The Quest To Quantify Selective And Synergistic Effects Of Plasma For Cancer Treatment: Insights From Mathematical Modeling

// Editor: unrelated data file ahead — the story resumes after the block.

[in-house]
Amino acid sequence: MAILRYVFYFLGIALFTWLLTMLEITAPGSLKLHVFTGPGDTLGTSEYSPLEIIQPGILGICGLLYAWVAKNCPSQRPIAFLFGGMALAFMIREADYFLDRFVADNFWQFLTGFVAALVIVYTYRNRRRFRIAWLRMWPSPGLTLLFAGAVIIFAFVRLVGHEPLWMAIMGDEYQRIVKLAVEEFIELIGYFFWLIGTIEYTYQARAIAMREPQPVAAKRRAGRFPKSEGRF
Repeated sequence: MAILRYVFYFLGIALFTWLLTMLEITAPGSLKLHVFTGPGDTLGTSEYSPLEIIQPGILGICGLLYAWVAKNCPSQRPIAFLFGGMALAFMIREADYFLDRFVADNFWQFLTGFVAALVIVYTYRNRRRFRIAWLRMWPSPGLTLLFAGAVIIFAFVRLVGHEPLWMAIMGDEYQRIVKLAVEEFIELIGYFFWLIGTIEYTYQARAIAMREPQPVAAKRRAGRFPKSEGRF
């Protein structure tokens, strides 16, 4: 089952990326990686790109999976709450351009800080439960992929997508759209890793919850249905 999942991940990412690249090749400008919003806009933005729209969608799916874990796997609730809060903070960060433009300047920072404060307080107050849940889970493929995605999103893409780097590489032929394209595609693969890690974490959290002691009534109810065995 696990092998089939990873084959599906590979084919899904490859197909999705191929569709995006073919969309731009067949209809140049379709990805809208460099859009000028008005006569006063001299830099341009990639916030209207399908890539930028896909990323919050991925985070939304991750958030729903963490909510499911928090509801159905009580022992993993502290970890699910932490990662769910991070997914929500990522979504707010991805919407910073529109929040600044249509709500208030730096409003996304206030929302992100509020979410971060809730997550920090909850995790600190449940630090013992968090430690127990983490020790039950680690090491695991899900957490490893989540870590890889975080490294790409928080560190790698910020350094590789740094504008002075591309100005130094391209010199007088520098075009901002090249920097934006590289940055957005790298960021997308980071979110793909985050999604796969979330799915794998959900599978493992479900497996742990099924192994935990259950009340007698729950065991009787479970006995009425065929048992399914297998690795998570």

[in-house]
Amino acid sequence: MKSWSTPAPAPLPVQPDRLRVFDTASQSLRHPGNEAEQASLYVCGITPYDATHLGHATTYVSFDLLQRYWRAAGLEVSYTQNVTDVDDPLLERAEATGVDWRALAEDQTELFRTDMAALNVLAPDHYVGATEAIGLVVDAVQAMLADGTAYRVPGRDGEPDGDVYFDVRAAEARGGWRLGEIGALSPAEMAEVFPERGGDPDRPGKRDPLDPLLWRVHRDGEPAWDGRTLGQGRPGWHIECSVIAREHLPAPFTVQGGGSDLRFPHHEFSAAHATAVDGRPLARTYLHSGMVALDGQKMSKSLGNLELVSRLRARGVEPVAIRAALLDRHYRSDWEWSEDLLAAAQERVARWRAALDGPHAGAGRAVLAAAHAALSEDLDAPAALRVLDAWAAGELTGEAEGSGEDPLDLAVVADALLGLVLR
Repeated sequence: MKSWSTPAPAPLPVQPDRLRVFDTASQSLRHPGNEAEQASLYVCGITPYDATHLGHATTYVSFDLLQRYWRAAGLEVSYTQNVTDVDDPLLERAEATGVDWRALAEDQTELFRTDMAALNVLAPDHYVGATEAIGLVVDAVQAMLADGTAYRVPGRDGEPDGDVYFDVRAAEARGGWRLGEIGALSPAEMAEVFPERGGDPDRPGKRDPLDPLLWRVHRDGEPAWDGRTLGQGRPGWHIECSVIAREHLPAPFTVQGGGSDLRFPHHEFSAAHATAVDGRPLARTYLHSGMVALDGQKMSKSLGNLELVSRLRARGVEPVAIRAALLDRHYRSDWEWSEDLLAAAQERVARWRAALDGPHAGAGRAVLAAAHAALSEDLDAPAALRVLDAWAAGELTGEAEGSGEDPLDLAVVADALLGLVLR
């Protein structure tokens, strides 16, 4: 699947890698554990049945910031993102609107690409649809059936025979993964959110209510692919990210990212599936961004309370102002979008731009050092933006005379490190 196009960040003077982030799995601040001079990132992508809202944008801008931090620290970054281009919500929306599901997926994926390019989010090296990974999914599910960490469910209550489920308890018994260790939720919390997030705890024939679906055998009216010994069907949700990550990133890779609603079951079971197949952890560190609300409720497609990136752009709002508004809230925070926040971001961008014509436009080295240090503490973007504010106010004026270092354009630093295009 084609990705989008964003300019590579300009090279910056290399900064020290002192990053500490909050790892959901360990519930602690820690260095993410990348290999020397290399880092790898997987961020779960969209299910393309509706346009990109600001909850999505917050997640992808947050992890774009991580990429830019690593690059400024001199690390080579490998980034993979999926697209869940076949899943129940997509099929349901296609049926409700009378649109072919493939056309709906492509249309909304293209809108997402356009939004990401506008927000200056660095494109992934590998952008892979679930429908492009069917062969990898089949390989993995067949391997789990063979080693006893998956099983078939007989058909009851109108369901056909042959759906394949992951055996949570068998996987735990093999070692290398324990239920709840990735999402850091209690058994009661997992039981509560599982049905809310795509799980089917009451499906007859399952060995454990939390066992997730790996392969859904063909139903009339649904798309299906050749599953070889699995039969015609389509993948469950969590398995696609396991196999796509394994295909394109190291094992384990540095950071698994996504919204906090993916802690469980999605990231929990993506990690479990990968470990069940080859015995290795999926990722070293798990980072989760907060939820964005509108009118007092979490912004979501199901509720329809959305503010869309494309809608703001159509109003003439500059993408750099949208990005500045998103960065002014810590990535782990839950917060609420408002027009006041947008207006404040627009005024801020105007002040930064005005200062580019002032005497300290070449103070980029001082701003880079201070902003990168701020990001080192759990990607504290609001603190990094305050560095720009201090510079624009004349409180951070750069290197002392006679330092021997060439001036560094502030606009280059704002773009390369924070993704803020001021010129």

Cold atmospheric plasma (CAP) and plasma-treated liquids (PTLs) have recently become a promising option for cancer treatment, but the underlying mechanisms of the anti-cancer effect are still to a large extent unknown. Although hydrogen peroxide () has been recognized as the major anti-cancer agent of PTL and may enable selectivity in a certain concentration regime, the co-existence of nitrite can create a synergistic effect. We develop a mathematical model to describe the key species and features of the cellular response toward PTL. From the numerical solutions, we define a number of dependent variables, which represent feasible measures to quantify cell susceptibility in terms of the membrane diffusion rate constant and the intracellular catalase concentration. For each of these dependent variables, we investigate the regimes of selective versus non-selective, and of synergistic versus non-synergistic effect to evaluate their potential role as a measure of cell susceptibility. Our results suggest that the maximal intracellular concentration, which in the selective regime is almost four times greater for the most susceptible cells compared to the most resistant cells, could be used to quantify the cell susceptibility toward exogenous . We believe our theoretical approach brings novelty to the field of plasma oncology, and more broadly, to the field of redox biology, by proposing new ways to quantify the selective and synergistic anti-cancer effect of PTL in terms of inherent cell features.